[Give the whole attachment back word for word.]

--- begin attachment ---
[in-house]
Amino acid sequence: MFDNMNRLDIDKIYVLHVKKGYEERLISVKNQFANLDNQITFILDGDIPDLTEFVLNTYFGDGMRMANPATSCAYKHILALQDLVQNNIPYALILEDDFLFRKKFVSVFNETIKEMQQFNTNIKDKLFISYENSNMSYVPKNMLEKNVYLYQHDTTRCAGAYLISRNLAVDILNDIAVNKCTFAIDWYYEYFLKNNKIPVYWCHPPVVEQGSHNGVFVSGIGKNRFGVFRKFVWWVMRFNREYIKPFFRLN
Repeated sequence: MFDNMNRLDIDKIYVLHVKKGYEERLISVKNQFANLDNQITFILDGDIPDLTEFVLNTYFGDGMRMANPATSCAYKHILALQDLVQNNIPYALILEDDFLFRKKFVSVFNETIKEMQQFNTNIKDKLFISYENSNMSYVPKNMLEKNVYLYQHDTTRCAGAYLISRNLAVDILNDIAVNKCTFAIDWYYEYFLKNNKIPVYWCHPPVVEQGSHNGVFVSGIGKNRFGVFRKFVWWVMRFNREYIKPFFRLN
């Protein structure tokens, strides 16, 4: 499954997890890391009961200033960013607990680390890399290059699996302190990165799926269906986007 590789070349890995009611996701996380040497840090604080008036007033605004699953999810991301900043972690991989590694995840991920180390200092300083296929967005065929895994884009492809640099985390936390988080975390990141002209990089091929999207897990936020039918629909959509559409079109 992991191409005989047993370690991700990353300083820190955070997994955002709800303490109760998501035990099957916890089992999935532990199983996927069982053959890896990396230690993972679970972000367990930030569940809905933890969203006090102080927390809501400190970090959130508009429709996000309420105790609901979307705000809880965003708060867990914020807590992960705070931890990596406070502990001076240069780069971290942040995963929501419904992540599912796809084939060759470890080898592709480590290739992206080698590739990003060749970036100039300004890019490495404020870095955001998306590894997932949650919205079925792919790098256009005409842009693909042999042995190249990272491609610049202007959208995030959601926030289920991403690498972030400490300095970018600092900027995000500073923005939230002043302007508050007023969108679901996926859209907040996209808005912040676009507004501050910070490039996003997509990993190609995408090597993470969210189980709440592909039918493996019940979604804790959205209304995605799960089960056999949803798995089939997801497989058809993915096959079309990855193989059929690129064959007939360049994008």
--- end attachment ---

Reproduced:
[in-house]
Amino acid sequence: MFDNMNRLDIDKIYVLHVKKGYEERLISVKNQFANLDNQITFILDGDIPDLTEFVLNTYFGDGMRMANPATSCAYKHILALQDLVQNNIPYALILEDDFLFRKKFVSVFNETIKEMQQFNTNIKDKLFISYENSNMSYVPKNMLEKNVYLYQHDTTRCAGAYLISRNLAVDILNDIAVNKCTFAIDWYYEYFLKNNKIPVYWCHPPVVEQGSHNGVFVSGIGKNRFGVFRKFVWWVMRFNREYIKPFFRLN
Repeated sequence: MFDNMNRLDIDKIYVLHVKKGYEERLISVKNQFANLDNQITFILDGDIPDLTEFVLNTYFGDGMRMANPATSCAYKHILALQDLVQNNIPYALILEDDFLFRKKFVSVFNETIKEMQQFNTNIKDKLFISYENSNMSYVPKNMLEKNVYLYQHDTTRCAGAYLISRNLAVDILNDIAVNKCTFAIDWYYEYFLKNNKIPVYWCHPPVVEQGSHNGVFVSGIGKNRFGVFRKFVWWVMRFNREYIKPFFRLN
């Protein structure tokens, strides 16, 4: 499954997890890391009961200033960013607990680390890399290059699996302190990165799926269906986007 590789070349890995009611996701996380040497840090604080008036007033605004699953999810991301900043972690991989590694995840991920180390200092300083296929967005065929895994884009492809640099985390936390988080975390990141002209990089091929999207897990936020039918629909959509559409079109 992991191409005989047993370690991700990353300083820190955070997994955002709800303490109760998501035990099957916890089992999935532990199983996927069982053959890896990396230690993972679970972000367990930030569940809905933890969203006090102080927390809501400190970090959130508009429709996000309420105790609901979307705000809880965003708060867990914020807590992960705070931890990596406070502990001076240069780069971290942040995963929501419904992540599912796809084939060759470890080898592709480590290739992206080698590739990003060749970036100039300004890019490495404020870095955001998306590894997932949650919205079925792919790098256009005409842009693909042999042995190249990272491609610049202007959208995030959601926030289920991403690498972030400490300095970018600092900027995000500073923005939230002043302007508050007023969108679901996926859209907040996209808005912040676009507004501050910070490039996003997509990993190609995408090597993470969210189980709440592909039918493996019940979604804790959205209304995605799960089960056999949803798995089939997801497989058809993915096959079309990855193989059929690129064959007939360049994008």